SAC Capital May Have Lost $196 Million on Dendreon Plunge

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SAC Capital May Have Lost $196 Million on Dendreon Plunge
Steven Cohen, founder and chief executive officer of SAC Capital Advisors LP. Photographer: Ronda Churchill/Bloomberg

SAC Capital Advisors LP, the $14 billion hedge fund run by billionaire Steven A. Cohen, may have a one-day paper loss of about $196 million from its stake in Dendreon Corp., the drugmaker that plunged the most ever after it withdrew its 2011 revenue estimate.

SAC Capital owned 8.2 million shares of Seattle-based Dendreon as of March 31, making it the biggest shareholder, according to a regulatory filing. Dendreon fell 67 percent, or $23.87, to $11.97 at 3:15 p.m. New York time in Nasdaq Stock Market trading, the largest decline since its initial public offering in June 2000.

Chief Executive Officer Mitchell Gold said in a statement yesterday that the company was educating doctors about prostate-cancer drug Provenge and a decision last month by the U.S. Medicare and Medicaid program to pay for the $93,000 treatment. Billionaire George Soros, who last week told clients he will be return their money, also had a stake in Dendreon.

SAC Capital’s CR Intrinsic unit held 625,000 shares of Dendreon as of the end of the first quarter, according to a filing. Jonathan Gasthalter, a spokesman for the Stamford, Connecticut-based hedge fund, declined to comment.

Soros Fund Management LLC in New York held 4.7 million shares as of March 31, according to filings. Citadel LLC, Balyasny Asset Management LP, both in Chicago, and Millennium Management LLC, Healthcor Management LP and Visium Asset Management in New York were among the hedge funds that also owned Dendreon stock, according to filings.

Revenue Forecast

Dendreon previously estimated annual revenue of $350 million to $400 million. The company believes the market size for Provenge is substantial, though it expects only modest increases in sales each quarter for the remainder of the year, Gold said in the statement.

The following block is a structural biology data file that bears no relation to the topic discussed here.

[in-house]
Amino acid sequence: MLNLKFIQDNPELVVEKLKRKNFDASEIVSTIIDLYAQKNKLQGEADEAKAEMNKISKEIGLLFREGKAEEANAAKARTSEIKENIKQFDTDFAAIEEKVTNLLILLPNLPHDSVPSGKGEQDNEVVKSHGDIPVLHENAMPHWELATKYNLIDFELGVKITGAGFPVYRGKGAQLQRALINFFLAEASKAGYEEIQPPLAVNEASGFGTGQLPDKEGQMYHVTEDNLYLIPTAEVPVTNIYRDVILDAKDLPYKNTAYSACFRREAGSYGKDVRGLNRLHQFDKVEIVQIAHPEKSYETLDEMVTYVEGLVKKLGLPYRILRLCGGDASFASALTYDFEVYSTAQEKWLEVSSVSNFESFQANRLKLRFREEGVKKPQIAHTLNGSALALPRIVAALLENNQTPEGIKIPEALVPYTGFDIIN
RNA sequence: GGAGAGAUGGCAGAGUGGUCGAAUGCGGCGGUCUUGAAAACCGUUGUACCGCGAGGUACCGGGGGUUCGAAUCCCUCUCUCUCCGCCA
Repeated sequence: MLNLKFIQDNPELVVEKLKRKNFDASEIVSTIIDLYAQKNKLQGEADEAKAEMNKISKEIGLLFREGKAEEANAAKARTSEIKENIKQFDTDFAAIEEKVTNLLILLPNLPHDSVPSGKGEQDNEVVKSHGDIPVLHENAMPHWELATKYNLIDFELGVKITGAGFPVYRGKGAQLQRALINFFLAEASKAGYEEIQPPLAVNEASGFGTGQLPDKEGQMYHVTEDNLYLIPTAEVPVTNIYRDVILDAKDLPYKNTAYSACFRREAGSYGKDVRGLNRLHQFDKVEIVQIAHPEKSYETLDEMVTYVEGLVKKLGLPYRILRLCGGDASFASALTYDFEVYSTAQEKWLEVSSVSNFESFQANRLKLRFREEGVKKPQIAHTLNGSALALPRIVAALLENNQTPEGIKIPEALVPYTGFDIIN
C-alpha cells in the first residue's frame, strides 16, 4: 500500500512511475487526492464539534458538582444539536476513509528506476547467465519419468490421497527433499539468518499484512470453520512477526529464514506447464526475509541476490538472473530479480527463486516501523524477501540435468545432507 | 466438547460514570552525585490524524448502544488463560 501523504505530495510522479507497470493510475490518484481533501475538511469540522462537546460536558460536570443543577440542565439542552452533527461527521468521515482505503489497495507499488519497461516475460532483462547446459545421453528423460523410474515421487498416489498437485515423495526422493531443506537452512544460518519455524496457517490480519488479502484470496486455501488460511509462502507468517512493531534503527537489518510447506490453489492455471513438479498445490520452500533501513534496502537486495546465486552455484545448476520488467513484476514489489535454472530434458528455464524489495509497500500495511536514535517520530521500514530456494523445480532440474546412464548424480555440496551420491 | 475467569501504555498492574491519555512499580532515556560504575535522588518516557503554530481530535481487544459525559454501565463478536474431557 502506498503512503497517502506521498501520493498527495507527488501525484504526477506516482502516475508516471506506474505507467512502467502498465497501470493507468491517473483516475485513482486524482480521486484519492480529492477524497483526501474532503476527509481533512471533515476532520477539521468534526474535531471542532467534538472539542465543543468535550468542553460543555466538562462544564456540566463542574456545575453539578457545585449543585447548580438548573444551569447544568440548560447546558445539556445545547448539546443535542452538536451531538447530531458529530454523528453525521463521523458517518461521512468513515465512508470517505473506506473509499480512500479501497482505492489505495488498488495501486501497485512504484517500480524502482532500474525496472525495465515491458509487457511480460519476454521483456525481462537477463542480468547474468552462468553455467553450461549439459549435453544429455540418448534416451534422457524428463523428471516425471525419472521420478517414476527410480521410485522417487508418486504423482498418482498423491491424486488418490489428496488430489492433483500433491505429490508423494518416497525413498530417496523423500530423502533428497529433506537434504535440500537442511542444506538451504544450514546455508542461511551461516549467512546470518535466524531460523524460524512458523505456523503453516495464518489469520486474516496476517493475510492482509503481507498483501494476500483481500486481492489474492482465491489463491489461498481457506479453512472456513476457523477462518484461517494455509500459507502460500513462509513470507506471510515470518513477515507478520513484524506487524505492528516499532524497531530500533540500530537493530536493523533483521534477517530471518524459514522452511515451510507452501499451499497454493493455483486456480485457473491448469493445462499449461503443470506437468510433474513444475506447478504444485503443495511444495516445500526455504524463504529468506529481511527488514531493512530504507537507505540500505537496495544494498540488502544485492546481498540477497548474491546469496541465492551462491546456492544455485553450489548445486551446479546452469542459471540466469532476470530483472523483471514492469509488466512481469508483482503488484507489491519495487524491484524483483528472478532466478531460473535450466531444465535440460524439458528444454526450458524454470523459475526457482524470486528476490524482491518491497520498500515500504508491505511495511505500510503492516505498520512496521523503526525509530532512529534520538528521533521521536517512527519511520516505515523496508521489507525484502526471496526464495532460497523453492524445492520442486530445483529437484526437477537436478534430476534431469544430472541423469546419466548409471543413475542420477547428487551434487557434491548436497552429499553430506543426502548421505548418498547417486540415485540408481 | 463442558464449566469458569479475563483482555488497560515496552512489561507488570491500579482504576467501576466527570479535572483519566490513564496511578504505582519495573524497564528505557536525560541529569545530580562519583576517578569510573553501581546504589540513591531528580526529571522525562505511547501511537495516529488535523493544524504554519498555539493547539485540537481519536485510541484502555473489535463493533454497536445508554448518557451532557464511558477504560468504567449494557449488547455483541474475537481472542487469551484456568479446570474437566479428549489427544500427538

The main stumbling block for Provenge is the lack of knowledge about insurance coverage, he said. The Centers for Medicare & Medicaid Services issued a final ruling in June saying the $93,000 treatment is “reasonable and necessary” for men with advanced prostate tumors resistant to hormone therapy who have minimal or no symptoms.

The agency’s decision “will have a significant impact on increased physician adoption,” Gold said in the statement. “However, we believe this will take time, and for the remainder of 2011, the launch trajectory will reflect a more gradual adoption of Provenge as physicians gain confidence in this positive reimbursement landscape.”

$48 Million Sales

Provenge, the first approved therapy that trains the body’s immune system to attack cancer cells as if they were a virus, generated $48 million last year. Analysts surveyed by Bloomberg expected revenue to reach $370 million this year if the company boosts its capacity by expanding a New Jersey plant and adding new manufacturing sites in Los Angeles and Atlanta.

Instead, the drugmaker will reduce its expenses and eliminate positions to meet the lower demand for the product, Gold said yesterday. The company didn’t specify how many jobs would be lost.

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